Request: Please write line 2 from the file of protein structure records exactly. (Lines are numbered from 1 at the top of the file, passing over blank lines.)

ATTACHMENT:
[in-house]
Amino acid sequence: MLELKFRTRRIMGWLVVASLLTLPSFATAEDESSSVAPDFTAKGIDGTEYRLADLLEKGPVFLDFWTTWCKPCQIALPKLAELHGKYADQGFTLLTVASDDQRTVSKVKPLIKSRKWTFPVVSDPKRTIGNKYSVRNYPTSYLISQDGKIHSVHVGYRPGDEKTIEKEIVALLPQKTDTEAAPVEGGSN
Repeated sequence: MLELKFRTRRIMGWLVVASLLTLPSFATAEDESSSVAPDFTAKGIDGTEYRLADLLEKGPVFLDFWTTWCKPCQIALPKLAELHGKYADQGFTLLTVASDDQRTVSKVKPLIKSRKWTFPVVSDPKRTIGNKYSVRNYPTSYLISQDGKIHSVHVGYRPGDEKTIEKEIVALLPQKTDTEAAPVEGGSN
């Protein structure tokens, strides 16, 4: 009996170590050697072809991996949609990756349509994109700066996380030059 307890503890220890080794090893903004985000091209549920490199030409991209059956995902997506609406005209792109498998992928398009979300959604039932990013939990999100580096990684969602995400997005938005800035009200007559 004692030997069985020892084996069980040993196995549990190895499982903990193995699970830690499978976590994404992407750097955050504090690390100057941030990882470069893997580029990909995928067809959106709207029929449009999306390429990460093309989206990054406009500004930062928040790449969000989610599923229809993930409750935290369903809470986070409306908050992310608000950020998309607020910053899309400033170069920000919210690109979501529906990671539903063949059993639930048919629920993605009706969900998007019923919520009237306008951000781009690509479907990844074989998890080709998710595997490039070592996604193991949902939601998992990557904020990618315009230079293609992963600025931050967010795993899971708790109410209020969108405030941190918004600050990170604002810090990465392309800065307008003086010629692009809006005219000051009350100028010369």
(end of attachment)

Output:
Amino acid sequence: MLELKFRTRRIMGWLVVASLLTLPSFATAEDESSSVAPDFTAKGIDGTEYRLADLLEKGPVFLDFWTTWCKPCQIALPKLAELHGKYADQGFTLLTVASDDQRTVSKVKPLIKSRKWTFPVVSDPKRTIGNKYSVRNYPTSYLISQDGKIHSVHVGYRPGDEKTIEKEIVALLPQKTDTEAAPVEGGSN